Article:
The difference between what men and women get paid widens as women get older, new research shows.
The Office for National Statistics found pay differences were smaller at younger ages, but increased from 40 onwards, reaching a peak between 50 and 59.
It also found the gender pay gap was entirely in favour of men in every occupation.
The government said it was taking action to address pay discrepancies.
The ONS said the increased pay gap for older women could be explained by taking time out, possibly to have children.
It added: “When we modelled the factors that influence pay, the results showed that both men’s and women’s pay grow for most of their lives.
“Overall, women’s pay grows less than men’s and also stops growing earlier than men’s pay. This applies to both the private and public sectors.”
According to the agency, men’s pay increased by 10.4% to an average rate of £14.48 an hour between 2011 and 2017.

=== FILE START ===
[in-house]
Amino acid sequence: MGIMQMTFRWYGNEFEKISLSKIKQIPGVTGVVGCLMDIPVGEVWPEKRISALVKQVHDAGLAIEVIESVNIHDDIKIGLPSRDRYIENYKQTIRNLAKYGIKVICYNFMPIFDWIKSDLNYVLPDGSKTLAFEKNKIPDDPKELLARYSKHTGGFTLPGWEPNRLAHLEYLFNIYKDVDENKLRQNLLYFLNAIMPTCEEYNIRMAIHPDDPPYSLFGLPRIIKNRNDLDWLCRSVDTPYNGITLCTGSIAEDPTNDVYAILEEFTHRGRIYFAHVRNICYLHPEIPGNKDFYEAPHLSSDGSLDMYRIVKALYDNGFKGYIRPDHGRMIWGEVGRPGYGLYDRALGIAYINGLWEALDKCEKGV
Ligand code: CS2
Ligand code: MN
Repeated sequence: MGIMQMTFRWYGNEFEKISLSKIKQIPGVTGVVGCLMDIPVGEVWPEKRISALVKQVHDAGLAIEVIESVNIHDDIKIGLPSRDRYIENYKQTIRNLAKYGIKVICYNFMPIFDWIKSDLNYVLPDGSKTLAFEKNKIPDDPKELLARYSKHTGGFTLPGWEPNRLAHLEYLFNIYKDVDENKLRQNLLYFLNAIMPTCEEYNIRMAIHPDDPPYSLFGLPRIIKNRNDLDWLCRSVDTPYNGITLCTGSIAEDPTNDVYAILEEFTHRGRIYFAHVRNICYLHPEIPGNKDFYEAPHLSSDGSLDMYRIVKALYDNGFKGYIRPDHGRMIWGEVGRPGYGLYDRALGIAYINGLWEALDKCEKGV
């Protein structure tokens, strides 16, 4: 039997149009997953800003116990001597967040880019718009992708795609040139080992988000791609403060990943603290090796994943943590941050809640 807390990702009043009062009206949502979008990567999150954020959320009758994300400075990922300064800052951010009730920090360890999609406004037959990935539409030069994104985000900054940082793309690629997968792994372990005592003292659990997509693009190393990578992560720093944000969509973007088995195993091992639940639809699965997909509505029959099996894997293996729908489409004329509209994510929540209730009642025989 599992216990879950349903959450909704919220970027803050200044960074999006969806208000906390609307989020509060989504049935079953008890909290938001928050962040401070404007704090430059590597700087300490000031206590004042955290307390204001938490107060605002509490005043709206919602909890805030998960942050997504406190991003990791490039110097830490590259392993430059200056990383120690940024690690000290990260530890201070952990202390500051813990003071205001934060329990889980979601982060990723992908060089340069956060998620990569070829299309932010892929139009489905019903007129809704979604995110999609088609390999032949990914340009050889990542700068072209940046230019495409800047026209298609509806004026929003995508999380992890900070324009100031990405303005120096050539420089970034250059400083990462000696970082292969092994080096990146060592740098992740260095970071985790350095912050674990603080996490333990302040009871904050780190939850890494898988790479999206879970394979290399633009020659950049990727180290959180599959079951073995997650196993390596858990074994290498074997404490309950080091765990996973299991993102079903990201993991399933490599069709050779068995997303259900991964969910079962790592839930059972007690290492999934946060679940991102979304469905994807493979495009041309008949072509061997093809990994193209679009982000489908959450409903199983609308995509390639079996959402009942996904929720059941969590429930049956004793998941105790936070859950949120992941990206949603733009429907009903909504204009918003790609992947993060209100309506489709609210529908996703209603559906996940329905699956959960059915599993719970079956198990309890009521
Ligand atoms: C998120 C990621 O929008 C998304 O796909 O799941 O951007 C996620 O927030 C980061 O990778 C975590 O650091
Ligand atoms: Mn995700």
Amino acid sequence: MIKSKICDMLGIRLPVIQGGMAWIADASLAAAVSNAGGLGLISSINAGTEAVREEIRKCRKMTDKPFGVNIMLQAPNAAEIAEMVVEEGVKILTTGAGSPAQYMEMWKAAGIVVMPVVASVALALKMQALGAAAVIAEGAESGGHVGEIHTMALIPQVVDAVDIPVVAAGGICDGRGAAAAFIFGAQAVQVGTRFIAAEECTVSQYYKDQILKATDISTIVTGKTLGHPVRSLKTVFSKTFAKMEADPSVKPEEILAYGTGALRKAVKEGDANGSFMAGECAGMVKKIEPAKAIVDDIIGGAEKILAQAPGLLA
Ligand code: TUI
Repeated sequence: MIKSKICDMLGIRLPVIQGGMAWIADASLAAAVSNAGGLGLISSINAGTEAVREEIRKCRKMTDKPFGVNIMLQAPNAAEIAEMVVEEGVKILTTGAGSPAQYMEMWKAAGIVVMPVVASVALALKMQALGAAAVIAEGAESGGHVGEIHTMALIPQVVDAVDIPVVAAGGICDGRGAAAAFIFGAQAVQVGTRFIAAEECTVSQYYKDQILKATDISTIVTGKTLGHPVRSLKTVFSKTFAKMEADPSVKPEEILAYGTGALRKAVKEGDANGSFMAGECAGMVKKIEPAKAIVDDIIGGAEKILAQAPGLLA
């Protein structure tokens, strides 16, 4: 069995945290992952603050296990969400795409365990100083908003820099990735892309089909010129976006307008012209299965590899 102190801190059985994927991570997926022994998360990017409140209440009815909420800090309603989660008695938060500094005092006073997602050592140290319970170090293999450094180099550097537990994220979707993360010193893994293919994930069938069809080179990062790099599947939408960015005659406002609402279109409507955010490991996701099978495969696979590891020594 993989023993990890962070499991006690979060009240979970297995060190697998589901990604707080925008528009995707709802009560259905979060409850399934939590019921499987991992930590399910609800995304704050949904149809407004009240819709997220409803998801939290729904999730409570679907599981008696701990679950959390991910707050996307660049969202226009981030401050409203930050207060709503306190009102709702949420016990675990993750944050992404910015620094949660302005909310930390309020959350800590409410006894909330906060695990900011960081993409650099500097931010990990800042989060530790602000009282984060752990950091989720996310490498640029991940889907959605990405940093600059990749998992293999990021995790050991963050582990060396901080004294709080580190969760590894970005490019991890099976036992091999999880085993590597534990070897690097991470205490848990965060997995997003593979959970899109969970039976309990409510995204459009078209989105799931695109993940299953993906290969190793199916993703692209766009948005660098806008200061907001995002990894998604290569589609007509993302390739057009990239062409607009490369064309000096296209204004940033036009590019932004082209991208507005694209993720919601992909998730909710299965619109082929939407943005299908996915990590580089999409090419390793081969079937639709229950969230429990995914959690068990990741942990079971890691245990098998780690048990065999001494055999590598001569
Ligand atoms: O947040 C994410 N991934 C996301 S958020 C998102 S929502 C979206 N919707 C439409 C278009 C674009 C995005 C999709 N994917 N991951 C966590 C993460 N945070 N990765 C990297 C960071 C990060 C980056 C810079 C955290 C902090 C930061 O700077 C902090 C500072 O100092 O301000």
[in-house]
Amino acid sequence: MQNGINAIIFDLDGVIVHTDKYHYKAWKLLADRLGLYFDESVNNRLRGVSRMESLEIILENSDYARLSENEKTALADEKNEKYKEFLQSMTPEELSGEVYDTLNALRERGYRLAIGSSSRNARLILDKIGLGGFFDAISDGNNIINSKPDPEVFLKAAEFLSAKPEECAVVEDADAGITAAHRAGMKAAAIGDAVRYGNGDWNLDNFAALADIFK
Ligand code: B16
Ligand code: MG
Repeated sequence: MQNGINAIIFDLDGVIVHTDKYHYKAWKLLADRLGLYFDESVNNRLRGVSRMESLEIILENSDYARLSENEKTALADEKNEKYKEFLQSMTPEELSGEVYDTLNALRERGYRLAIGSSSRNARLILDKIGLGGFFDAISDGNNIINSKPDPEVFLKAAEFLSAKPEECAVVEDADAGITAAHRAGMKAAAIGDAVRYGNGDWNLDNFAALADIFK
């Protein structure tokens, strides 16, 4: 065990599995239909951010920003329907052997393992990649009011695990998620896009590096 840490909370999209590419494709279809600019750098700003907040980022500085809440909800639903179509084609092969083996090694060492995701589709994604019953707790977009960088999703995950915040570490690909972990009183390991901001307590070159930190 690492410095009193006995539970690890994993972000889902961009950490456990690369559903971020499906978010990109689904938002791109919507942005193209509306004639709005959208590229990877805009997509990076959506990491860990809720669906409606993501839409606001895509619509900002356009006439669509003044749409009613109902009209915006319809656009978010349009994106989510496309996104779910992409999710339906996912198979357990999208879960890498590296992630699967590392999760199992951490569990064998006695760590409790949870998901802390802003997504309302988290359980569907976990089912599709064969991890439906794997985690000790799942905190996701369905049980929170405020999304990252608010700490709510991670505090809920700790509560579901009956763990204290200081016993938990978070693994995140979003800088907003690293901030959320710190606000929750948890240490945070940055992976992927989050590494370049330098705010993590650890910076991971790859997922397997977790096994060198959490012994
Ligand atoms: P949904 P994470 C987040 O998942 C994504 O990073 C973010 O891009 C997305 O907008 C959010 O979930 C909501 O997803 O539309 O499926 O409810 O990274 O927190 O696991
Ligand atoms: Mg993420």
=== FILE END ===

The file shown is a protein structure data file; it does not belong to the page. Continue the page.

That compared with a 12% rise for women to £13.16.
On average, men were paid £1.32 an hour more than women last year, a gap of 9.1%, according to the ONS.
It found occupations with the smallest pay gap have almost equal employment levels between men and women.
Almost three in employees in the highest paid occupations, such as chief executives, were men, the ONS added.
Dawn Butler, shadow minister for women and equalities, said the government was failing to tackle the gender pay gap.
“There is still a lot of progress to be made in terms of gender equality and achieving equal pay is one of them,” she said.
But a government spokesperson said it was committed to eliminating pay discrepancies.
“Action taken by this government means that we are one of the first countries in the world to require all large employers to publish their gender pay gap and bonus data. This is not an option, it is the law.”